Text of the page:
Where: Conflict Kitchen

When: Mon and Tues, Oct 12 - 13, 2015 (open until 9p Mon; open until 7p Tues)

Stop by Conflict Kitchen to celebrate Indigenous Peoples’ Day.

Dine with us for lunch or dinner Monday, October 12 – Tuesday, October 13 to sample the cuisine of four members of the indigenous community who currently live in Pittsburgh and Salamanca, New York. The menu concentrates on Hodinöhsö:ni’ (Iroquois) cuisine and will feature traditional Hodinöhsö:ni’ corn soup, venison stew, fry bread and root tea.

Additional events organized by Indigenize Pittsburgh include an afternoon screening of Kanehsatake: 270 Years of Resistance on Saturday, October 10 at the William Pitt Union, an early evening celebratory march through Oakland on Monday, October 12 and performances the same day by The Old Bridge Singers in front of Conflict Kitchen, beginning around 6 / 6.30p.


1908 Seneca nation parade in Salamanca, New York. (Source: Gerry Biron blog “Historic Iroquois and Wabanaki Beadwork”)



Ruth Martial is a single working mother of mixed European and Hodinöhsö:ni descent, a birth doula, a prisoner rights advocate and a survivor active in the movement to end gender-based violence.  She is also a traditional gardener who seeks to draw attention to the ways that environmental justice and food sovereignty are key to every community’s ability to be self-determined.  Ruth is an educator who has spoken on the harmful effects of racist mascotry in sports on Native American youth and the connection between the use of “Indian” mascots and violence against Indigenous Peoples at the annual KLT Conference on Environmental and Reproductive Justice.  She is a member of Indigenize Pittsburgh, which works for the adoption of Indigenous Peoples’ Day on the second Monday in October by the City of Pittsburgh, Pittsburgh Public Schools and society at large.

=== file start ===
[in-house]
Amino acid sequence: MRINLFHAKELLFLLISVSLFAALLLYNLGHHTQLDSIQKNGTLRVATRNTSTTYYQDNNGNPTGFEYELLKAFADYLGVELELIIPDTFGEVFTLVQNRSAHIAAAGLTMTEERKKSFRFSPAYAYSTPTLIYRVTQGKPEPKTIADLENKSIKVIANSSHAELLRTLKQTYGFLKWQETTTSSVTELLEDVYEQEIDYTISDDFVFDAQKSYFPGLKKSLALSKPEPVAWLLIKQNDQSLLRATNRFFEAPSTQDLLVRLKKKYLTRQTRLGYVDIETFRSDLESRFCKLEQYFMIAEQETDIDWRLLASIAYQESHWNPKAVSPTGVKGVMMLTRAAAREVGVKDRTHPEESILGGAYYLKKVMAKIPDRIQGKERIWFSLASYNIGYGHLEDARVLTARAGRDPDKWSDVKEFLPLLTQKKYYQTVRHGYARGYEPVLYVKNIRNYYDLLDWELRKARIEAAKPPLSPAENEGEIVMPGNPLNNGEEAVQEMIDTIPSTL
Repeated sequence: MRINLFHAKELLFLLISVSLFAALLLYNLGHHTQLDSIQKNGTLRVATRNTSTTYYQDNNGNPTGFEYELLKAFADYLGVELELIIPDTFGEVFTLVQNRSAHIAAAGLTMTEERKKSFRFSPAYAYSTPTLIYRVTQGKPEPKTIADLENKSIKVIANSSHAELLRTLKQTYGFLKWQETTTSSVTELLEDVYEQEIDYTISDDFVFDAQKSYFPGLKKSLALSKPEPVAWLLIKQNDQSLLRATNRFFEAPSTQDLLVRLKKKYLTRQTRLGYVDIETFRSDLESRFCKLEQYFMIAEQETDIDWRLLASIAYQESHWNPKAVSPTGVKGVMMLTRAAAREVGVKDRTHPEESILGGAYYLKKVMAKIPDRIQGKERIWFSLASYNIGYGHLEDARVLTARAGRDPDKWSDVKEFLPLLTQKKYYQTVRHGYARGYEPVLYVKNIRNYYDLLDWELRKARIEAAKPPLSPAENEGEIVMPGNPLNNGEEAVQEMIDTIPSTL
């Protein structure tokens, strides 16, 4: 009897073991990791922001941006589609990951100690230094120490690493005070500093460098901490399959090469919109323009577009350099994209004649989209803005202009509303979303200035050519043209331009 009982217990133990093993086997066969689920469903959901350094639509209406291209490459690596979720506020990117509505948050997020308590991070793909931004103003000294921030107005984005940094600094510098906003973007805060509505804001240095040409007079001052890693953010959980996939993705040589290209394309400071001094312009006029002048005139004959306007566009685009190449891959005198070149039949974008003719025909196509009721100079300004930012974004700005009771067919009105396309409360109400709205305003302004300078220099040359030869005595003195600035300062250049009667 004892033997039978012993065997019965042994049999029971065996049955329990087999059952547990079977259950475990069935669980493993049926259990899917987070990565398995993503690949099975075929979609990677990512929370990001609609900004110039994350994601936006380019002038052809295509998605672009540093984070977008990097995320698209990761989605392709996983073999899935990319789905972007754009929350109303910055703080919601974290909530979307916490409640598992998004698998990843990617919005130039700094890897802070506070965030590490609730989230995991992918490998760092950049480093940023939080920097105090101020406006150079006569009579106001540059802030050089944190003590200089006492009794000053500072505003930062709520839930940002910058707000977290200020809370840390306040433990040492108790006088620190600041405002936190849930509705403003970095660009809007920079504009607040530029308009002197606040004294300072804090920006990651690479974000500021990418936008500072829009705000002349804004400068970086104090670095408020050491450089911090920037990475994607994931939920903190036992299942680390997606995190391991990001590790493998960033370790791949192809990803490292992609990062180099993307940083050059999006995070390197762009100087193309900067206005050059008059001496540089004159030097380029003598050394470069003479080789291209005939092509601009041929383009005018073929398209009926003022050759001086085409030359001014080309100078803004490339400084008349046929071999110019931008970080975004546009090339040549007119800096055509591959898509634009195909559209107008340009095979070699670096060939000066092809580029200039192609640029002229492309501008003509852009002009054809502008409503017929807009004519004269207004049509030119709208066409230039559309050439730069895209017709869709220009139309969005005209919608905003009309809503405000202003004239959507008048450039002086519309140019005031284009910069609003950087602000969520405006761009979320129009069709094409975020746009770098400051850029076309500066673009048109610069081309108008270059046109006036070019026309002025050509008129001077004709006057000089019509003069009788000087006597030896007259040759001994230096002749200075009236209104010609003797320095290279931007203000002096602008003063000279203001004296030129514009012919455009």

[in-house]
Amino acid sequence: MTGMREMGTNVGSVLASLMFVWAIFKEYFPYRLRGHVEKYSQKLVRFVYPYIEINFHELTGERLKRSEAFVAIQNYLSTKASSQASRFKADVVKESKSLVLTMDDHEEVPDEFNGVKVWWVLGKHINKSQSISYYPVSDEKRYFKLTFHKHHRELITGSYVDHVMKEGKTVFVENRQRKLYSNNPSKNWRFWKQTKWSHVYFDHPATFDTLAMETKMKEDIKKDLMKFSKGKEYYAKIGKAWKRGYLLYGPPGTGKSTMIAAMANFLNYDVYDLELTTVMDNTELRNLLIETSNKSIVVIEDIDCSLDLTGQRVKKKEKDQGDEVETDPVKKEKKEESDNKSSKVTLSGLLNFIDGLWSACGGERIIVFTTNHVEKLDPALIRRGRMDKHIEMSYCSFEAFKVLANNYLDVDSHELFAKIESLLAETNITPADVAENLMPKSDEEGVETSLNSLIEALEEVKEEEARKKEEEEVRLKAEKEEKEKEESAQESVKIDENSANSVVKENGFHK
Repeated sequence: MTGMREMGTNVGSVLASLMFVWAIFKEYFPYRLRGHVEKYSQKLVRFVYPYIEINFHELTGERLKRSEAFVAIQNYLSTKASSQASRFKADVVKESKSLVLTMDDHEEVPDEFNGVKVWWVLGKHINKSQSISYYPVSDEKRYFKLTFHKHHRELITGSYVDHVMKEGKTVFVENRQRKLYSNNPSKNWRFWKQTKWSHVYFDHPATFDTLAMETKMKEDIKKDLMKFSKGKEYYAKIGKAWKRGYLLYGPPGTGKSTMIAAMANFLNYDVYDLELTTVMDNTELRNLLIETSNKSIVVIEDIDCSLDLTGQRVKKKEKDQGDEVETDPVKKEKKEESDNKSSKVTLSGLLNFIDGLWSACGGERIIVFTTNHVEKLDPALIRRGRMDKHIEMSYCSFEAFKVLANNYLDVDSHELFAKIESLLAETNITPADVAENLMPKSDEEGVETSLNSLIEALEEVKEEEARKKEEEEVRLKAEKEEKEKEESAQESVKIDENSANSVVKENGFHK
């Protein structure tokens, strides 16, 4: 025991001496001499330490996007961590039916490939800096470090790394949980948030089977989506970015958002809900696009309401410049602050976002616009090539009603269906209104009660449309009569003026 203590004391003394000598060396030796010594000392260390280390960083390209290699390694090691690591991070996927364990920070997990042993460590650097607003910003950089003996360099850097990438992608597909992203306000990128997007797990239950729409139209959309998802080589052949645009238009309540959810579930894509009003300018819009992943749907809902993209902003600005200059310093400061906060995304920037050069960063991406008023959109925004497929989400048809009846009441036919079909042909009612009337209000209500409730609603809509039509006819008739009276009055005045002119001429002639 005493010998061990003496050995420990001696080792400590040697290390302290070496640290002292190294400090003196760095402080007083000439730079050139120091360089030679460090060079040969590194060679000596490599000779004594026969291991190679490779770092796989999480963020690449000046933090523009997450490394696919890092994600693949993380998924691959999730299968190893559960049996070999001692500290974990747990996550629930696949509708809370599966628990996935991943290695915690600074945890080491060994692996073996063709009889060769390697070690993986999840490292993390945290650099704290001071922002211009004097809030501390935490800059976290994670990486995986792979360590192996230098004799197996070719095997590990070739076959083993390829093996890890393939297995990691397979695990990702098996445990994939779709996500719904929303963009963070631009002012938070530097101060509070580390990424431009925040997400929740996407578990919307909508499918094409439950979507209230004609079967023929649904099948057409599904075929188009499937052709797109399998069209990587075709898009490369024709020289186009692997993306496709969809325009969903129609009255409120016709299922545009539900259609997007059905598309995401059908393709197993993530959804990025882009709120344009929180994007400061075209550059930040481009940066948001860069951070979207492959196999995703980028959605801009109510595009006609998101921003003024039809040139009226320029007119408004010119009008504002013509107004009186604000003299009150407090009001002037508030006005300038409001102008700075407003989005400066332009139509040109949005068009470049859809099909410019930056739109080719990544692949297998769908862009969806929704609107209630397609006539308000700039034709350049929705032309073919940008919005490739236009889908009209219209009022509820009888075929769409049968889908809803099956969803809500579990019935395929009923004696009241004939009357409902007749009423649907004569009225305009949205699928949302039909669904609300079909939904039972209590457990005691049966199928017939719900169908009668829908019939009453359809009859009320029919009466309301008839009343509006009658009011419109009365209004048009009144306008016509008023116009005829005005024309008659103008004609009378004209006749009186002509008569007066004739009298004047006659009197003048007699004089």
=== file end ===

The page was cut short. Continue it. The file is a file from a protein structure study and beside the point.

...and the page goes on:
Keturah Wasler

Eva Aidman is an enrolled member of the Seneca Nation of Indians (Deer Clan) and is gift shop and finance manager for the Seneca-Iroquois National Museum in Salamanca, New York. Eva has owned and operated two gift shops in Gatlinburg and Knoxville, Tennessee, where she sold a variety of gifts, including her own art pieces.  Eva moved back to her Onöndowa’ga:’ community in 2001 where she resides in her great grandmother’s relocated home in Jonegano:h (Cold Spring).  She has been employed as the Gift Shop Manager at the museum since 2006.  Under her management, the gift shop has grown to include a variety of regional and global Hodinöhsö:ni’ artists.  Her energy, outgoing personality and knowledge of Onöndowa’ga:’ artists and culture make Eva an essential part of the museum’s daily program.

Terrylee Williams is an enrolled member of the Seneca Nation of Indians (Snipe Clan) who was raised on the Cattaraugus Territory.  She earned a B.A. in Art History and Native Studies from SUNY Buffalo.  While searching for a school for her daughter, she also found a career in Waldorf Education and became a Certified Lead Early Childhood Teacher.  As a Cultural Specialist at the Seneca-Iroquois National Museum in Salamanca, New York, Terrylee is combining her teacher training and her studies of Hodinöhsö:ni’ culture. She is also a member of the Native Roots Artist Guild and enjoys doing Iroquois raised beadwork in her free time.

Old Bridge Singers

The Old Bridge Singers are a Haudenosaunee drum group and traditional smoke dancers from the Allegany Indian Territories in New York state.

Special thanks to the Seneca-Iroquois National Museum in Salamanca, New York, the culinary artists participating and Indigenize Pittsburgh.